• John McDonnell

Trade minister on vital mission to Europe

Trade minister, Dan Tehan, takes off on a visit to Europe this week on a mission that is vital for Australia’s economic recovery.

Minister Tehan starts off with a meeting with the new director-general of the World Trade Organization, Ngozi Okonjo-Weala.

While he is in Geneva, Minister Tehan will explore the possibility of taking China to the WTO dispute settlement process over its excessive tariffs against Australian wine. He told Sky News' Sunday Agenda program on Sunday:

"One of the things we are very keen to do is to make sure with our trade disputes with China is that we are using every means we can to deal with them.
"Obviously the World Trade Organisation is one of those mechanisms. We are using that when it comes to barley and we are under very deep consideration now when it comes to wine, as to whether we will also refer that.

He will also seek to revive the multilateral trade negotiation process with a special focus on eliminating vaccine nationalism.

From Geneva he will fly to Berlin where he will face possibly the toughest talks of his trip.

Minister Tehan will try and enlist German support for a reinforcement of the international rules-based trade system. Australia wants the major trading countries to unite against the coercive trade actions of China, but Germany has just signed a bilateral agreement with China that consolidates the special relationship between the two countries. To put this in context, the endpoint of China’s great belt-and-road initiative to link Asia with Europe is Hamburg in Germany.

The trade minister also wants to persuade the Germans to reject the European Commission’s movement towards vaccine nationalism and to encourage them to support the conclusion of a free trade agreement between Australia and the European Union. He is likely to be more successful with these entreaties because the Germans have been traditional supporters of free trade.

From Berlin, Mr Tehan will travel to Paris where he will try and persuade the Macron government that the world needs to endorse free trade if it is to recover from the pandemic recession, telling Sky News:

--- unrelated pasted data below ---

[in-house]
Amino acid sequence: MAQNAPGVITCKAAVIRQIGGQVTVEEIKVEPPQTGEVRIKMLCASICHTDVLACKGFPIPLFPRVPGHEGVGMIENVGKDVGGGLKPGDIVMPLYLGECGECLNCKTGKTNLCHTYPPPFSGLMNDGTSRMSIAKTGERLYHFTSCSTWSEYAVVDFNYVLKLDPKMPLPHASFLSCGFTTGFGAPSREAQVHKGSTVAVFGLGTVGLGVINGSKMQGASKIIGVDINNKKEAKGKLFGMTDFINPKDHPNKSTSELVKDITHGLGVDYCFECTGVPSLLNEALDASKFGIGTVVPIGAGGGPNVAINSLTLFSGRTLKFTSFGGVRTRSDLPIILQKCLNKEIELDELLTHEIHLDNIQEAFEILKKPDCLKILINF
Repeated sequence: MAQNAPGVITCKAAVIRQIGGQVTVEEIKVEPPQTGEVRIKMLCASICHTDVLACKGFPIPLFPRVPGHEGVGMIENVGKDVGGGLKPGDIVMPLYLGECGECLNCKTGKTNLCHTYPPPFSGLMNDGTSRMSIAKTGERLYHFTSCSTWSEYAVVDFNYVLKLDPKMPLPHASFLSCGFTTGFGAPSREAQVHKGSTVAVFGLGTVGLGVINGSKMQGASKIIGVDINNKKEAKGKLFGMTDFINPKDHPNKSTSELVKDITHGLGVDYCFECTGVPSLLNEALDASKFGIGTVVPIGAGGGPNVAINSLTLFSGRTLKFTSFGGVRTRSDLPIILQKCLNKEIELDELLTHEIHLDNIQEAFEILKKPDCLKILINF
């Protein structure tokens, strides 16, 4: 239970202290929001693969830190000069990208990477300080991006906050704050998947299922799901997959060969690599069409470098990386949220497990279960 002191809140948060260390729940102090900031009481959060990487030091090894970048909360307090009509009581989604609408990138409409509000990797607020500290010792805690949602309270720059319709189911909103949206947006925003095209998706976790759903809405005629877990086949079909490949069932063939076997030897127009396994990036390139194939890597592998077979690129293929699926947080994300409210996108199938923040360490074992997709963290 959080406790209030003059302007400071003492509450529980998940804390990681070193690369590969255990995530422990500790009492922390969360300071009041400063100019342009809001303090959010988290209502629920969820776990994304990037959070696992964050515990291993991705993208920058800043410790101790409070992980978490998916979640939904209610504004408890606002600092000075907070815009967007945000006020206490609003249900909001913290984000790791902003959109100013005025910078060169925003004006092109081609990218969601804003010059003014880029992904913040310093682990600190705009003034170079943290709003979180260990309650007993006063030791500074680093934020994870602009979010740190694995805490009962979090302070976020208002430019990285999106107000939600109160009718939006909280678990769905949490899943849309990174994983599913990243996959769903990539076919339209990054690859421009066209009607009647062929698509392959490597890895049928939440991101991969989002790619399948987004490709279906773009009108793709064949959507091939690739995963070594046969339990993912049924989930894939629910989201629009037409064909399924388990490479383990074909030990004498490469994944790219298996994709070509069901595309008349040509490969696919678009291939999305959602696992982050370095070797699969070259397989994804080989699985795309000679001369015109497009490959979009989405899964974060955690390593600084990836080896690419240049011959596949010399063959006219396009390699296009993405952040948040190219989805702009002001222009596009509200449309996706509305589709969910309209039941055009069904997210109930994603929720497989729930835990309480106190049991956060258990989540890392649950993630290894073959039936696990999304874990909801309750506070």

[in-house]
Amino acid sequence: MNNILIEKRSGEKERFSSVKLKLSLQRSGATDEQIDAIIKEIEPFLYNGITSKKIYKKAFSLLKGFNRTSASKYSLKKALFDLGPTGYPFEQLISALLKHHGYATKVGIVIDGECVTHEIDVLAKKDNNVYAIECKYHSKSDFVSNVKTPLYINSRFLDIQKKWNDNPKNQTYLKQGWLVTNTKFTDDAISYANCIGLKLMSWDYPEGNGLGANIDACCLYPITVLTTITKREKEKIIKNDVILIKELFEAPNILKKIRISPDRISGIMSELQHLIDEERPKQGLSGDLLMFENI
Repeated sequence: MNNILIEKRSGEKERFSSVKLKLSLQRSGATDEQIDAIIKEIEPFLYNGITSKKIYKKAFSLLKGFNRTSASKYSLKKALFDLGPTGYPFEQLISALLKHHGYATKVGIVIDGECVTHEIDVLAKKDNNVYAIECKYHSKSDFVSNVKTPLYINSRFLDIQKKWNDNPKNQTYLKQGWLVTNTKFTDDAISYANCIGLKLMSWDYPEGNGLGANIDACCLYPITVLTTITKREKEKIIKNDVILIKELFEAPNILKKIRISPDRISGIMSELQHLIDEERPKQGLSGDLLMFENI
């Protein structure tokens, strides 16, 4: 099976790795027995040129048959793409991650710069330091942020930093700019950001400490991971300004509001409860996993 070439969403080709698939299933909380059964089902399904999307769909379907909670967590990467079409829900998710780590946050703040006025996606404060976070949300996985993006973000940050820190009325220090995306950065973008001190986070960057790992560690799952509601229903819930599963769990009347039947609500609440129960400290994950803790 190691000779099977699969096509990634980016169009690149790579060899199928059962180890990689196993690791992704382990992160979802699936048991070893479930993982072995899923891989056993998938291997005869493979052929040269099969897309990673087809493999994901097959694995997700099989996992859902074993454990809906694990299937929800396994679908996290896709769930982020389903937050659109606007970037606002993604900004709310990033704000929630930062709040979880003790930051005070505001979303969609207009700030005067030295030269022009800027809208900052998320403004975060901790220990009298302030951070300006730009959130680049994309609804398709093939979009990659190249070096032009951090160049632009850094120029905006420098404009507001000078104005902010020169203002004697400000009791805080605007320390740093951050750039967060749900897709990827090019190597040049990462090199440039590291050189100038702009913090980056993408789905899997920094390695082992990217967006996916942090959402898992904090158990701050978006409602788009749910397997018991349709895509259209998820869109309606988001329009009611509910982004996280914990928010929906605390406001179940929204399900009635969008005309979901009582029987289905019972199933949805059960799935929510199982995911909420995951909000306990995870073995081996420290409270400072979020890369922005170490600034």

"If you look what happened post-second world war, it was that trade liberalisation agenda which helped countries out of poverty to make sure developed countries continue to provide increased living standards in all countries.
"Now is not the time for us to be resorting to trade protectionism, now is not the time we need countries using harmful trade measures against other countries."

Mr Tehan will have another tough negotiation in Brussels. He wants the European Commission to stop engaging in vaccine protectionism but at the same time, he wants to finalise the Australia/EU free trade agreement before the next election. The Commission will play hardball because they always do with Australia, but Tehan has an incentive to offer: He is prepared to offer duty-free entry into Australia for all environmental goods and services, waiving a current WTO exemption for these items.

After Brussels, the minister will go to London to meet UK trade minister, Liz Truss. The free trade agreement with the Brits is almost done and dealt and it is very important that it be completed. Britain is a replacement market for Australian products like barley and wine that have been excluded from China.

If Dan Tehan achieves only half of his ambitious program, he will have made a significant contribution to Australia’s post-pandemic recovery. But given the political damage the Morrison government has suffered recently, it is essential that it is able to guarantee vaccine security for Australia between now and the election.